The two strategic documents are expected to be presented for approval at the 40th SADC Summit of Heads of State and Government scheduled for August in Maputo, Mozambique.

New framework for industrial development:

Closely linked to the development of a new vision, the year 2020 is historic as it marks the last year of implementation of the Revised RISDP 2015-2020.

SADC Member States are this year expected to intensify their efforts to implement activities set out in the plan as well as the industrial development strategy.

The SADC Industrialisation Strategy and Roadmap 2015-2063 provides a framework for major economic and technological transformation in southern Africa.

To support its implementation, a SADC Protocol on Industry to improve the policy environment for industrial development was approved in August 2019.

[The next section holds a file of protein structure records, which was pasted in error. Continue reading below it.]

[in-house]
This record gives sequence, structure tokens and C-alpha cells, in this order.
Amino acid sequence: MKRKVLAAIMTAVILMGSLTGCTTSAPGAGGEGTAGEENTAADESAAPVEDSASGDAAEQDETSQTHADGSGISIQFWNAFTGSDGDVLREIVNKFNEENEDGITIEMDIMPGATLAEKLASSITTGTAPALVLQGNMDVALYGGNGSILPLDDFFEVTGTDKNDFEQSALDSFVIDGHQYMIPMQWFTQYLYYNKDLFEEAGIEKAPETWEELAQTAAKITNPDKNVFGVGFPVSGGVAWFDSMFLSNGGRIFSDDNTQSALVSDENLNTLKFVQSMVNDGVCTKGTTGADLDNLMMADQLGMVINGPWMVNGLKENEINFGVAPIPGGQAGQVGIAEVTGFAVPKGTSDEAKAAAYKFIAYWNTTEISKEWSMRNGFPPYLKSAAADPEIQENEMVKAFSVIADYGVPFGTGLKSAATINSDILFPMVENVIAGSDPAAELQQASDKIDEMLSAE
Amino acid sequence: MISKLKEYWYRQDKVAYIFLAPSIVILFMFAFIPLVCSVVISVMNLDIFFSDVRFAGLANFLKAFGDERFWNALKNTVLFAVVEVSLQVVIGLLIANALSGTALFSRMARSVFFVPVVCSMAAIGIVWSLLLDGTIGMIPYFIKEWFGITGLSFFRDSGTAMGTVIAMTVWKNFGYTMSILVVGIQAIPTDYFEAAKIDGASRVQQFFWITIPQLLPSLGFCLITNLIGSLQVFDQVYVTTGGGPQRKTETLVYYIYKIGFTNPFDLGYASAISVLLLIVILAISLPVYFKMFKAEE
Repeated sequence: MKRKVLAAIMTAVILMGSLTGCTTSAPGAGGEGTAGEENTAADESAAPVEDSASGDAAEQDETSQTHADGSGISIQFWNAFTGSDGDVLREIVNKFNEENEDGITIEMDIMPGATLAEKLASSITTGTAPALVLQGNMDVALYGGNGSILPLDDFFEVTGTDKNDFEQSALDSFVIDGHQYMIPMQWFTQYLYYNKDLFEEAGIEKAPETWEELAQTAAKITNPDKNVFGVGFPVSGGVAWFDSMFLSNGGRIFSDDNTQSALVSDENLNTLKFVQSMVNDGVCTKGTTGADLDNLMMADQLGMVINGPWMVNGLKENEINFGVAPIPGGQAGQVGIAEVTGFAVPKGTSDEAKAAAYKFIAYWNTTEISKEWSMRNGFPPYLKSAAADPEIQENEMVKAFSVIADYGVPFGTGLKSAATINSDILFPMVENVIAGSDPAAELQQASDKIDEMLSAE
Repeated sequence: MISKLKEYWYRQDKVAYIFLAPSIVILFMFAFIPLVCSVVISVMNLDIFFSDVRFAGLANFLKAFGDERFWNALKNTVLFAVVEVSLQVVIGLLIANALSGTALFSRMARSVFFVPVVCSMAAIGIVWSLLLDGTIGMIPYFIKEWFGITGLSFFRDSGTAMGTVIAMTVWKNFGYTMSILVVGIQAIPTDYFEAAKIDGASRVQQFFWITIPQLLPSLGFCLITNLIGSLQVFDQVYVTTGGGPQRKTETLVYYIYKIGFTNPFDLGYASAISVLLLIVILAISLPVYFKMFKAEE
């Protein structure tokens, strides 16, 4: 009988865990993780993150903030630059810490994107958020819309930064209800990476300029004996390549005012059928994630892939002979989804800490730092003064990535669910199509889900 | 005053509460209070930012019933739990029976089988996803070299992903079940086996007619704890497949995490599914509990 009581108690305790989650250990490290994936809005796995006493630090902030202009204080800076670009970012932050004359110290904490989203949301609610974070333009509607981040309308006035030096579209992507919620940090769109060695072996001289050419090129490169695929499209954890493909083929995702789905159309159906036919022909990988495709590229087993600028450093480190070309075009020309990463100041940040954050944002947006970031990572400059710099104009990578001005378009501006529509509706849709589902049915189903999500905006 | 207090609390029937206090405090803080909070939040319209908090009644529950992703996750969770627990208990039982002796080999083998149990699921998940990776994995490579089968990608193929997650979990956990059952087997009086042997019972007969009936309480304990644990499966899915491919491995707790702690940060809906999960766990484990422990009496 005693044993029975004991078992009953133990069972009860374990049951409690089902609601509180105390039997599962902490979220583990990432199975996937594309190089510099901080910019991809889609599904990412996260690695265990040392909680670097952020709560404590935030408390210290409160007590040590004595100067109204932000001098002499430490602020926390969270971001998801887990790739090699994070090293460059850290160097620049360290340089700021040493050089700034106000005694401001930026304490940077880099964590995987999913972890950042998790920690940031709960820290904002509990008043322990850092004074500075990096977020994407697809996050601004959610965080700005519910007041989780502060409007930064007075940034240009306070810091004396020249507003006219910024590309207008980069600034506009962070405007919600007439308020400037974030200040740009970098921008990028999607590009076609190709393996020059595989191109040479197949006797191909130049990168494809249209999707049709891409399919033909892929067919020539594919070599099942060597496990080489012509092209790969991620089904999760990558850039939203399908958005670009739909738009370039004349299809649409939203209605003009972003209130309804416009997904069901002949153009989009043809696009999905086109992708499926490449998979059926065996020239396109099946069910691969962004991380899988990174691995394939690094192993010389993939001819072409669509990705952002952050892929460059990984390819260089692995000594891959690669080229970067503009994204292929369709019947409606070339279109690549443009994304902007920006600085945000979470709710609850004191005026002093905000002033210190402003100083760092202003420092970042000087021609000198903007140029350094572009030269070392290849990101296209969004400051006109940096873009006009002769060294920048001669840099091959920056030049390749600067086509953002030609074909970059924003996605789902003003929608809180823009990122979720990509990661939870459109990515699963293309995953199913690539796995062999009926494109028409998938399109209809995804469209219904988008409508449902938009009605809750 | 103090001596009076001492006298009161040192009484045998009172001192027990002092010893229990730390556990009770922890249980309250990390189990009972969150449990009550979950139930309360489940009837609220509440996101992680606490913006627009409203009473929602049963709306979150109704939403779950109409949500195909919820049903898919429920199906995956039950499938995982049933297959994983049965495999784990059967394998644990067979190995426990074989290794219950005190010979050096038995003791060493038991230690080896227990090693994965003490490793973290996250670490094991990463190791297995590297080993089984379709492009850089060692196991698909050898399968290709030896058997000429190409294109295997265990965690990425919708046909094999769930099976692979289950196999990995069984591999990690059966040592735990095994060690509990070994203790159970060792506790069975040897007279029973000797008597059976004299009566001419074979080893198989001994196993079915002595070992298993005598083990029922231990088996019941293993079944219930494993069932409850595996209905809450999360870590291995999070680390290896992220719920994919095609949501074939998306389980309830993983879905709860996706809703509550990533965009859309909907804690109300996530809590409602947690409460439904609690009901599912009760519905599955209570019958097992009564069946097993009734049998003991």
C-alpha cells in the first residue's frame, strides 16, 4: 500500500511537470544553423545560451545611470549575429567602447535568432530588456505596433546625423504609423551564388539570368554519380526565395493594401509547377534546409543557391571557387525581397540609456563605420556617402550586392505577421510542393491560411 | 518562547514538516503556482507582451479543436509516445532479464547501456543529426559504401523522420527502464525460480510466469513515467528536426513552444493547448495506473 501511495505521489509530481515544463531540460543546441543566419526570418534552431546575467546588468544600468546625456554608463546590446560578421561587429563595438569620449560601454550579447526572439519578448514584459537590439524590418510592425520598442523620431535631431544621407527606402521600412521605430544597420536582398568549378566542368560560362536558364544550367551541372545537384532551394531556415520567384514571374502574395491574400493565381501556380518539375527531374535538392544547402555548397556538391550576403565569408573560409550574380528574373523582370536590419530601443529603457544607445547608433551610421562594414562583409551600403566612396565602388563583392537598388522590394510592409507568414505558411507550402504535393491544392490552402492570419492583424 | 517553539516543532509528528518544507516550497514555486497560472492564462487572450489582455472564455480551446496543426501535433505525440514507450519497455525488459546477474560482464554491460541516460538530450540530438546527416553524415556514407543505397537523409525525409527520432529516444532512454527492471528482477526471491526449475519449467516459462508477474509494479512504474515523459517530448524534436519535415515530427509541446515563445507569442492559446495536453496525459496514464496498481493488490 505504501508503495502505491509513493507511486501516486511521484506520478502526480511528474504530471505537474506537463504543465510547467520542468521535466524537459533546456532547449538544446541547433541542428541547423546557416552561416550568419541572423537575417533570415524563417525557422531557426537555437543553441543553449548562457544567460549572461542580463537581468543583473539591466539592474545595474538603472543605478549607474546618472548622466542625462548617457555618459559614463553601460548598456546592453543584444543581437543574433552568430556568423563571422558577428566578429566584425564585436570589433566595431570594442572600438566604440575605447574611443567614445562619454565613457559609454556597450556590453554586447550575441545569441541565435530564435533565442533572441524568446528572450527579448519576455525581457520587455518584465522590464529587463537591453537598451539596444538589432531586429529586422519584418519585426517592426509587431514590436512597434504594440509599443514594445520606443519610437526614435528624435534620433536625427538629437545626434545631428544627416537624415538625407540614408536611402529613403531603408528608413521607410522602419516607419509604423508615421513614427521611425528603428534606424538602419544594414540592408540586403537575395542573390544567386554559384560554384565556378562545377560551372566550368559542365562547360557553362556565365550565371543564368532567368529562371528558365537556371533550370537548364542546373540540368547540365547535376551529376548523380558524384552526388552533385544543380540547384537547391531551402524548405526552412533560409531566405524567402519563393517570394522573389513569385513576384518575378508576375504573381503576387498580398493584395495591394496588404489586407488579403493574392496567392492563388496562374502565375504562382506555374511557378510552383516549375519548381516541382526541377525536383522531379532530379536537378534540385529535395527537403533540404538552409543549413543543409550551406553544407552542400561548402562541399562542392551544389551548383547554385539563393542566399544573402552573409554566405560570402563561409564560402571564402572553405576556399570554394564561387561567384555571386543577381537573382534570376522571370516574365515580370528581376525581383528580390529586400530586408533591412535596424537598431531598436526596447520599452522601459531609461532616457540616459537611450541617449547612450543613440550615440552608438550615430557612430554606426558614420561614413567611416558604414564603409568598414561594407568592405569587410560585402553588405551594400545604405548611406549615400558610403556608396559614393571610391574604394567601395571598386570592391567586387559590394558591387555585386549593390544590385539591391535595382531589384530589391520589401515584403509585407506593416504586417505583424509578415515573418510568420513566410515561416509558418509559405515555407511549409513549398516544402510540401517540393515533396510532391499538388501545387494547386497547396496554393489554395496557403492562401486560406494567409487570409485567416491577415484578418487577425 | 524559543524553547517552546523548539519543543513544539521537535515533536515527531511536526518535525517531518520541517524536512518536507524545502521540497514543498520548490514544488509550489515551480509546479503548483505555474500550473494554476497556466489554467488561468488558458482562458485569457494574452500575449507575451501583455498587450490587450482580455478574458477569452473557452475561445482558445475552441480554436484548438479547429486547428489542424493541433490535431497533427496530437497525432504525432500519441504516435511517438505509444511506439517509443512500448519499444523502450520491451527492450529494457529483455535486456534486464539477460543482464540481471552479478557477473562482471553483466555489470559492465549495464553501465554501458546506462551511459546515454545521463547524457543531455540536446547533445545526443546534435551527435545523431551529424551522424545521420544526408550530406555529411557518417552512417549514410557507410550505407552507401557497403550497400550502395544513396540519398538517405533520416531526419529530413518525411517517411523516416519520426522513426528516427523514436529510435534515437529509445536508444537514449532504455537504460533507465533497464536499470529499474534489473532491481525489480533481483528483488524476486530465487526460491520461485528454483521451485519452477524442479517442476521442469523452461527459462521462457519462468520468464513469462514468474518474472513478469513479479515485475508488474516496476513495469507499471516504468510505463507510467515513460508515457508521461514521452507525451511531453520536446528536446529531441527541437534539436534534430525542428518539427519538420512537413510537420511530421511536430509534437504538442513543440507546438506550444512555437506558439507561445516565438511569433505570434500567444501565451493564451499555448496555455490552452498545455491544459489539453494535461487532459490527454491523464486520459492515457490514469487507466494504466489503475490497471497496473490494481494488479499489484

The protocol is a stand-alone, binding legal instrument that will entrench and give legal effect to the SADC Industrialisation Strategy and Roadmap and its related Cost-Action Plan and will ensure adequate coordination, monitoring and evaluation of implementation both at regional and national level.

Advancing gender equality:

On gender development, SADC will this year join the global community to mark the 25th anniversary of the Fourth World Conference on Women and adoption of the Beijing Declaration and Platform for Action (BDPfA).

The BDPfA is an agenda for empowerment of women to accelerate the implementation of gender progressive initiatives as well as remove all the obstacles to women’s active participation in all spheres of public and private life through a full and equal share in economic, social, cultural and political decision-making.